[erlang-questions] Inf, NaN, and -Inf

Richard O'Keefe <>
Mon Feb 27 22:53:51 CET 2012


On 28/02/2012, at 8:28 AM, Tom Burdick wrote:

> What I actually need, for clarification is...
> 
> minmax({Min, Max}, Values) ->
>     {min(lists:min(Values), Min), max(lists:max(Values), Max)}

Let's do this the efficient way.

min_max([X1,X2|Xs])
  when X1 =< X2 -> min_max(Xs, X1, X2);
min_max([X1,X2|Xs])
  when X1 > X2  -> min_max(Xs, X2, X1);
min_max([X])
  when X =< X -> {X, X}.

min_max({Min,Max}, Values)
  when Min =< Max -> min_max(Values, Min, Max);
min_max({Min,Max}, Values)
  when Min > Max  -> min_max(Values, Max, Min).

min_max([X1,X2|Xs], Min, Max) ->
    if X1 =< X2 ->
       min_max(Xs, if X1 < Min -> X1 ; true -> Min end,
                   if X2 > Max -> X2 ; true -> Max end)
     ; X1 > X2 ->
       min_max(Xs, if X2 < Min -> X2 ; true -> Min end,
		   if X1 > Max -> X1 ; true -> Max end)
    end;
min_max([X], Min, Max) ->
    { if X < Min -> X ; true -> Min end,
      if X > Max -> X ; true -> Max end };
min_max([], Min, Max) ->
    { Min, Max }.

This uses the well known 2-elements-at-a-time hack to do 1.5N
comparisons instead of 2N.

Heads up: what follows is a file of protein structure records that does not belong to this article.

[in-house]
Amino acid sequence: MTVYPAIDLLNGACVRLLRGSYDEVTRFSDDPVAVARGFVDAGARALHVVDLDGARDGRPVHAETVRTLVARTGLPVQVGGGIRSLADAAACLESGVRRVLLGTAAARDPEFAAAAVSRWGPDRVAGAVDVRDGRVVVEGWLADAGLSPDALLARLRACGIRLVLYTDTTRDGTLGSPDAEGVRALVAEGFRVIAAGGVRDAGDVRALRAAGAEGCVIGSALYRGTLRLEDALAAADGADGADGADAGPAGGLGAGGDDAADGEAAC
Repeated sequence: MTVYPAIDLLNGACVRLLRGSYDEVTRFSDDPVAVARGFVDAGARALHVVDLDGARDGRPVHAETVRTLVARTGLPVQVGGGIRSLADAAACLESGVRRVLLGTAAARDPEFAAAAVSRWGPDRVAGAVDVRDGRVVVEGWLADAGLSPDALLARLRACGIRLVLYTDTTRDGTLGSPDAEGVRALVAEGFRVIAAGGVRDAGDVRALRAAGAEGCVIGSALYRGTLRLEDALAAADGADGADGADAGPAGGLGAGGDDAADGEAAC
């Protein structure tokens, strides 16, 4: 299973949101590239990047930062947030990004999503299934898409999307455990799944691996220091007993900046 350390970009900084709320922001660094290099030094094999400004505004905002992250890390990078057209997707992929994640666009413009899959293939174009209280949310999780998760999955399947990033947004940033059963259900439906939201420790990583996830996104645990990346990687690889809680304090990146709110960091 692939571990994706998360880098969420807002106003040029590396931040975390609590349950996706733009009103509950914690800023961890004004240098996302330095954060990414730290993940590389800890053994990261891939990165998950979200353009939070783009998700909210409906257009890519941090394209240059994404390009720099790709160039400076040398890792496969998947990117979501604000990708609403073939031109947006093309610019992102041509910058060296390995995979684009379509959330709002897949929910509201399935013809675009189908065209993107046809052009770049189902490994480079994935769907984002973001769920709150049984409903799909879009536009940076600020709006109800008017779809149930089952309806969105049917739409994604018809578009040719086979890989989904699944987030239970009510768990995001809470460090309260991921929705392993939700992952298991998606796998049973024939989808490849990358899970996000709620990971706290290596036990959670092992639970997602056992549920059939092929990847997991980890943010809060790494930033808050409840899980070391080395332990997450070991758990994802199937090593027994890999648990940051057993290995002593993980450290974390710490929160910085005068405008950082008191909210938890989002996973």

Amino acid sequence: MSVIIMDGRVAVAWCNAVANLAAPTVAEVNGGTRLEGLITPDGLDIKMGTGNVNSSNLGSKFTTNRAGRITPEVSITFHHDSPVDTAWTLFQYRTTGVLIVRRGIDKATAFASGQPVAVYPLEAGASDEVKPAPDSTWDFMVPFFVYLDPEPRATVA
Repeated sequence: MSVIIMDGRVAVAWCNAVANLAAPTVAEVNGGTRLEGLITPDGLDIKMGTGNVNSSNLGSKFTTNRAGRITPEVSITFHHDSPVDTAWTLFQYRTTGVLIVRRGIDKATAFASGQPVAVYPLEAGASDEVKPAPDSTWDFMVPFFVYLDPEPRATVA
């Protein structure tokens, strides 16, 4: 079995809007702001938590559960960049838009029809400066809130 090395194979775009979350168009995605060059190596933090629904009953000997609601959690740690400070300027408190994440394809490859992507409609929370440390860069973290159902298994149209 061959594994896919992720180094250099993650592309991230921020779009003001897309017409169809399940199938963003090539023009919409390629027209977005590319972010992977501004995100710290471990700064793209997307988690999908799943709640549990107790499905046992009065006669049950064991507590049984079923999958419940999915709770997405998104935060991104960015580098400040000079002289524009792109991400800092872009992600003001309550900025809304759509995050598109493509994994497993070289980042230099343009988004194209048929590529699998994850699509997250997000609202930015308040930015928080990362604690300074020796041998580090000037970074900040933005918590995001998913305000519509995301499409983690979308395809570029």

> Except I'd like to be able to set some Min, Max value before ever getting values that still makes sense in javascript as well as erlang and still works with the above situation.

Remember, Javascript doesn't actually do integers, let alone bignums.

> minmax is repeatedly called with a new list of values that are generated from some source like a user supplied CSV file without any known value range, and is far too large to fit entirely in memory.
> 
> I hope this helps to understand the problem. With erlang it appears I'd need a special case now.

No, there is NO, repeat *NO* default initial value you can use
for a foldl loop in ANY language to *correctly* compute minimums
or maximums.  The method I gave above is what you should use in
*any* language.

> 
> In other languages that special case isn't necessary because min and max work with IEEE inf and - inf as expected.

Wrong.  In Haskell, for example, 'minimum []' and 'maximum []' are errors.
In Smalltalk, '#() min' and '#() max' are errors, and there is
no standard way to create ±inf.
In C, of course, there is a standard way to get infinities,
but it is *optional*, and not all C compilers support it, even
on machines with IEEE-compatible hardware.
In languages admitting bignums, you run into serious problems
when a collection contains both floating point numbers and
integers-that-are-outside-the-finite-FP-range.

What we are going to do when people realise that new machines are
coming out with decimal floating point arithmetic (it's part of the
C standard!) and start mixing binary and decimal floats with their
different ranges is keeping me awake some nights.  (Because I'm on
the mailing list for two standard revisions.)

In any case, if you supply a list that was expected to be a list
of integers, and get a floating point infinity back, you are entitled
to be very very upset (especially as floating point infinities are
not the largest values in the Erlang term order, *or* the Prolog one).




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